accused the UK of being <“America’s bitch”>


Is “America’s bitch” a mild insult? Or a strong one?

Snowden, the former US government contractor wanted for leaking details of US surveillance programmes, called the arrest a “dark moment for press freedom”. Meanwhile, actor Pamela Anderson, one of a diverse range of public figures and celebrities to have visited Assange, tweeted that she was “in shock”, and accused the UK of being “America’s bitch” and of seeking a diversion “from your idiotic Brexit bullshit”.

Source: Julian Assange faces US extradition after arrest at Ecuadorian embassy
  • Hermione Golightly

    Senior Member
    British English
    Although I am somewhat used to this horrible word 'bitch' being bandied around in various contexts, the one that comes to mind here is that of somebody who is a homosexual sex slave in a prison. It is insulting, unless you belong to a sector of society which uses it for any woman
    'Bitch' is the correct term for a female dog of course.
    (I never in a million years thought I would be agreeing with Pamela Anderson of all people, not however in this particular context. Actually I didn't know she could talk.)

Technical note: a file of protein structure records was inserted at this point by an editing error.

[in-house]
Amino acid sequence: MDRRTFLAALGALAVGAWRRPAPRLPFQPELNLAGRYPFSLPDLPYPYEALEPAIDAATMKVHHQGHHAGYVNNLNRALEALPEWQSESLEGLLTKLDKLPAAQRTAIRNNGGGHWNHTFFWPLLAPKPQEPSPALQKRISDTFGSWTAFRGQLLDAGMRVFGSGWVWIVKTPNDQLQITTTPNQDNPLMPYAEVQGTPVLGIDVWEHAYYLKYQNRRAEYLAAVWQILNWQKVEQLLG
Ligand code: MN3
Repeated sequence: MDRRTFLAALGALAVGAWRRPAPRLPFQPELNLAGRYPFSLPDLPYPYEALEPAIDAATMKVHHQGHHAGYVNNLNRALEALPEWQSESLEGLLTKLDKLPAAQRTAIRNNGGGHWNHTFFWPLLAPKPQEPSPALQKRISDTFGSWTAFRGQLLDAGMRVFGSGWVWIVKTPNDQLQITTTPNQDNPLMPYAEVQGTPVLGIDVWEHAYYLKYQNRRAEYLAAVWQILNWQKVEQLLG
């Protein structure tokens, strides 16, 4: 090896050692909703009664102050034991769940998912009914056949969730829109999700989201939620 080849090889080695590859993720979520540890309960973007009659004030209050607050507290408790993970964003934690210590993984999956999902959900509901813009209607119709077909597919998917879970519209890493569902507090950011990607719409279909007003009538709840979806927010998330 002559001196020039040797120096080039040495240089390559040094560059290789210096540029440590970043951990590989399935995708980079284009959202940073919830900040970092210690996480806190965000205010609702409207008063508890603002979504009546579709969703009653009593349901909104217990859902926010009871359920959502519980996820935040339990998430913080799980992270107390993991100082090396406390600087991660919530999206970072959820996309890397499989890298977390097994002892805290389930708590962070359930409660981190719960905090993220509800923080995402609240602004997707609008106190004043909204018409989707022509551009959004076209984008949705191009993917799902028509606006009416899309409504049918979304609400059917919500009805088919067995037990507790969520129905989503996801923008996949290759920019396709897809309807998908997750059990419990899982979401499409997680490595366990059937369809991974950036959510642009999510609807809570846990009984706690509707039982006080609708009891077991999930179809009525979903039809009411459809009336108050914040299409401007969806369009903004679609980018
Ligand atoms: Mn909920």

Senior Member
    UK English
    The description of the UK as "America's poodle" has been around since 1907, it seems.

    The use of bitch for a country that is inclined to do what America asks of it seems to be a development of this.
    Last edited:


    Senior Member
    English - U.S.
    It's a common phrase among certain people in all sorts of situations. I don't think it has any direct connection to the poodle version. It's just a go-to phrase for some people describing the context of one person being subservient (either willingly or unwillingly) to another.

    One person might say it to another for something as simple as being the winner in a hard-fought game of one-on-one basketball.
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